In 2003 Tenaris introduced a new connective technology, TenarisBlue, a dopeless pipe thread for applications where worker safety and environmental sensitivity were primary concerns. A metal-to-metal seal through premium pipe threading, TenarisBlue Dopeless offered a more effective enclosure for gas and liquid than using an absorbent material as a secondary seal. ConocoPhillips used the technology at its Ekofisk X50 offshore oil well in Norway, the first application of dopeless pipe offshore.
Continuing Worldwide Expansion: 2003-04
Though Techint had united its steel pipe operations under Tenaris, the company did not have complete ownership of those operations; Tenaris owned 71.3 percent of Siderca, 50.8 percent of Tamsa, and 47.2 percent of Dalmine. Consolidation of ownership occurred in 2002 and 2003, with Tenaris reorganizing from a base in Luxembourg. The process involved obtaining approval for exchange offers, of Tenaris stock for Siderca, Dalmine, and Tamsa stock, with the exchanges in Italy, Argentina, Mexico, and the United States, and then making exchange offers to shareholders. Exchange transactions took several months to complete. The three companies were delisted in 2002, then Tenaris relisted as a single company on the New York Stock Exchange, and on the Italian, Buenos Aires, and Mexican stock exchanges. The board of directors elected Roberto Agostino chairman and his son, Paolo Agostino, chief executive officer; however, after Roberto's death, Paolo became chairman as well. Exchange offers continued in 2003, and by the end of the year Tenaris owned 99.9 percent of Tamsa, 99.9 percent of Siderca, and 88.4 percent of Dalmine.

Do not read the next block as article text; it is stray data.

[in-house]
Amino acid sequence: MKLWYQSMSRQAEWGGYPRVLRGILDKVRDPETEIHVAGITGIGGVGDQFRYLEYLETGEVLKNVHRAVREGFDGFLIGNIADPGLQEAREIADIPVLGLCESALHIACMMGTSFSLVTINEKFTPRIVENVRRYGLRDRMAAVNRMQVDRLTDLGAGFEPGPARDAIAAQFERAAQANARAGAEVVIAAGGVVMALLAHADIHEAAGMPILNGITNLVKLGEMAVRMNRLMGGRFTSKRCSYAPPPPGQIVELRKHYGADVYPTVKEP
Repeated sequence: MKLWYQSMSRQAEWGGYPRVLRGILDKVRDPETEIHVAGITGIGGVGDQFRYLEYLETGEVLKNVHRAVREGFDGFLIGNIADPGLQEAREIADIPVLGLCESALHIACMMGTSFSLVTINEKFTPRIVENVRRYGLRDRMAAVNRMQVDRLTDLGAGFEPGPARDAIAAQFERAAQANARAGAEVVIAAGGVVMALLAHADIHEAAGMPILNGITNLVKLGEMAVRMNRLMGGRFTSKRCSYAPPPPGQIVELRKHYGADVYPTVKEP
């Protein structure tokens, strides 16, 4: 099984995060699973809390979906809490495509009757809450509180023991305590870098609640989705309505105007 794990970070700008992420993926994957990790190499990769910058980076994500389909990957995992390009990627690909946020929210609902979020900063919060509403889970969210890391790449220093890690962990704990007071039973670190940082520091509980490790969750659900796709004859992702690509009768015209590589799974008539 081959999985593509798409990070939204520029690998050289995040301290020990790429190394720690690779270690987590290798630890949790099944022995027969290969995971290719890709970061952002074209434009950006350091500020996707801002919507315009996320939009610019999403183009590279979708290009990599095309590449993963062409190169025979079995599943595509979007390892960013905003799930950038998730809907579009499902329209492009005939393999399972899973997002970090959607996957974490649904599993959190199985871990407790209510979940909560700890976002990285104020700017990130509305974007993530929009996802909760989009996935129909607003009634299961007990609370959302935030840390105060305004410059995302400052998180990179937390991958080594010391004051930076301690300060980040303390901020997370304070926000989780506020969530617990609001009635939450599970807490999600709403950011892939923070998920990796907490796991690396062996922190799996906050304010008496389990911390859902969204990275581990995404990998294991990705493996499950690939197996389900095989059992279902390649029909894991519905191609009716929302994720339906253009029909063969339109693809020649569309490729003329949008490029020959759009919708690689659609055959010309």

Tenaris operated profitably at this time, earning net income of $194 million in 2002 and $210 million in 2003, with revenues at $3.2 billion both years. An unusually large sales volume for welded pipe delivered to large pipeline projects in Ecuador, Peru, and Brazil in 2002 and seamless pipe for projects in the deepwater Gulf of Mexico delivered in 2003 maintained stable sales volume, though war in Iraq significantly impacted sales to the Middle East and Africa. With production plants operating at 95 percent capacity in 2003, Tenaris invested $120 million in production, technology, safety, and environmental standards at its facilities worldwide. Tenaris and Confab built a new casing processing plant in Sao Paolo, Brazil, and planned to add production of pumping equipment for the oil industry in late 2004.